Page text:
About the Photo

This is a photo taken from the front porch of my home in Pennsylvania in late July of 2020 as I was working this garden for the first time in four years. It has been a VERY dry year around here so far. This has been a new start for me, made possible by the necessity of working from home during the COVID-19 pandemic. The garden is 40′ X 92′, and this year I am using two different approaches — standard intensive growing in 30″ beds on the left in the photo, and a milpa-style system, mimicking indigenous American traditions, on the right. The story of how I’ve successfully used the latter approach in the past can be found in this post on my blog. I do not consider myself a “farmer” in the sense that I make a living at it, but I do think that feeding one’s own family (and some of the neighbors too) from a significant garden plot constitutes a farming venture of sorts.  The neighbor across the street has a lovely orchard that brings him much enjoyment in his retirement, which is yet another function farms serve these days.  But everything you can see here is in our valley, which is also our watershed/foodshed, which I think is what everyone should see from their front porch.  Maybe this is one definition of “heaven” as well . . . at least that’s how I feel with a glass a whiskey in hand as I gaze out from the porch, following a long day of work in that garden!

8 thoughts on “About the Photo

  1. Brian, you have an expansive (&beautiful) view both from your front porch and your writing. Practically though where did you grow up to have a tradition of digging potatoes on Thanksgiving? The South? You risk freeze damage, waiting to dig them so late, where you live now.
    Next year undersow your tall finishing crops by Sept 1st with tillage radish, or by Oct 1st with oats, or by Nov 1st with rye, wheat, or triticale. Just sow them right on the surface a bit thicker and rake them in slightly, no need for additional plowing, Even sowing the later crops now if ground isn’t frozen solid will allow them to start coming up in Feb long before you can get on to the ground with any tillage equipment. Even now with ground frozen you could sow rye or wheat seed , mow down crops residue and cover with compost for a head start next spring and have a cover crop to till down next May. With the radish or oats you should get good fall growth and then winter kill leaving basically bare ground by spring, with few winter annual weeds, that will warm early and be ready for planting some early crops with minimal hand or no tillage needed.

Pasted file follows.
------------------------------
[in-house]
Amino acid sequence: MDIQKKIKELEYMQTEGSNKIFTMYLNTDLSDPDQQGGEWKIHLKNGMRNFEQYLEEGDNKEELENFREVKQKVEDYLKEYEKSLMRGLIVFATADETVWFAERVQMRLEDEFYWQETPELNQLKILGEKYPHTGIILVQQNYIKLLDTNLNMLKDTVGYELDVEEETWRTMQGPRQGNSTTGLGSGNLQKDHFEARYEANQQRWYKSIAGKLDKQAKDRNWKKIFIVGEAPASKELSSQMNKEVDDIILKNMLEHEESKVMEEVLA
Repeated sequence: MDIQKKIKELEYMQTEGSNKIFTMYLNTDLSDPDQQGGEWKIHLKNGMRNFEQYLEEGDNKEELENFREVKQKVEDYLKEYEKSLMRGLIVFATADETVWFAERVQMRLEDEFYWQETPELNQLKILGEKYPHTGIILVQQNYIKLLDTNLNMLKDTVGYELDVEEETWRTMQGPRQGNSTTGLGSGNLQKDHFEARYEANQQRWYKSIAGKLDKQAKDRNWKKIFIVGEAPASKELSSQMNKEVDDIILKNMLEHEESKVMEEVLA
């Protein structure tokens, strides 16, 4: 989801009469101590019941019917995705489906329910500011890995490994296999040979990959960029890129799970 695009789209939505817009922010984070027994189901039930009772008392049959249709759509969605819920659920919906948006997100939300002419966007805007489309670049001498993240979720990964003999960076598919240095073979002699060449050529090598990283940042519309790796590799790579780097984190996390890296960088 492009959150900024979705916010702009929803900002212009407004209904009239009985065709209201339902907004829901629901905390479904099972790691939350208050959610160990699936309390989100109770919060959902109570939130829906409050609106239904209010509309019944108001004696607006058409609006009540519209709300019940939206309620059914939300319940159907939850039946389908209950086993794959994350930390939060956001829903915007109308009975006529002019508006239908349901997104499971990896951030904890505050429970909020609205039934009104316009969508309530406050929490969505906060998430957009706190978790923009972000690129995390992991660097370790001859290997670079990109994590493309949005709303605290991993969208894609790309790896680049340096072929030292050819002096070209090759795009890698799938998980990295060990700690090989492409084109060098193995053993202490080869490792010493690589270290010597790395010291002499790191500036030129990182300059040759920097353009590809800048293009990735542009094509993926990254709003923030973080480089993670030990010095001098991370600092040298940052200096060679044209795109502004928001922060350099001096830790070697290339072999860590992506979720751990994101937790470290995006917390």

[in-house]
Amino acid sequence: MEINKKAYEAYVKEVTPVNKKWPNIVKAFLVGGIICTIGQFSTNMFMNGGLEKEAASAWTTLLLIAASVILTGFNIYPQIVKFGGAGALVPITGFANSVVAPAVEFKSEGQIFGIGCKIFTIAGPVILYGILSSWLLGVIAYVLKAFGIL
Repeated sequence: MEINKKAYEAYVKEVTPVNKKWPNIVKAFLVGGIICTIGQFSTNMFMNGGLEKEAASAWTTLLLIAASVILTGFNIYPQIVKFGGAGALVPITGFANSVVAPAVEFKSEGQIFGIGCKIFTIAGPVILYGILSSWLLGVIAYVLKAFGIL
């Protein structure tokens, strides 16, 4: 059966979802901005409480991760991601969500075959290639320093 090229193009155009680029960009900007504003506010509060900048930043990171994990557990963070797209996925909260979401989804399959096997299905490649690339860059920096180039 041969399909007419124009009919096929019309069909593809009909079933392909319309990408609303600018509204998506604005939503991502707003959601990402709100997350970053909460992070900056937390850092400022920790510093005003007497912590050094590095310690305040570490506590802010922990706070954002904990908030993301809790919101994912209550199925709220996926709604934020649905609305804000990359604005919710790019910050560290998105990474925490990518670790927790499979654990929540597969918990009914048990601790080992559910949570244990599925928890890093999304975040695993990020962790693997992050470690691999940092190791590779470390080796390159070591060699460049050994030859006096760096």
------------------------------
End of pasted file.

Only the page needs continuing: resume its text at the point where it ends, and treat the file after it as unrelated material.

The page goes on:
As for keeping bees; you probably already do, native ones that is. You can enhance their habitat and get more benefit from them. Infact if you are a commercial grower NRCS will pay you to install native bee habitat!

    • Thanks for the tips on establishing cover crops. I need to learn more, though have not needed such innovative approaches in the past because I was just more on top of things. As for the potato tradition, that has just been for the past decade, when we’ve had a big group of friends join us who wanted to do some harvesting for the meal. It’s the first time we got caught by frozen ground, though. My soil is ideal as a place to store root crops. One year I dug potatoes on New Year’s Day and got perfect specimens, even though there had been no green on top for almost six months. Would’ve been fine this year too, had I made the effort to mulch the potato patch sufficiently. That was another negative effect of having the FSMA comment period close just a few days before Thanksgiving!

    • I don’t keep bees, but still have plenty in the environment around home. My neighbor sometimes rents bees for his orchard, of which I am probably also an unwitting beneficiary. Looking forward to slowing down someday and learning to keep bees myself!

  2. Beautiful, I clicked on the picture hoping to find out where it was and low and behold, you actually had a description and location. Great job.

  3. How blessed you are for such a view and healthy garden. I am new to your blog as well as gardening. I am appalled every day as I learn more and more about how the FDA and “powers that be” want to control and manipulate our food system for their gain. I have been trying to educate my own family members as well as anyone who will listen about the need to grow your own food and making use of local providers. It just makes sense!! Looking forward to continuing to learn and discover more ways to make my voice heard.

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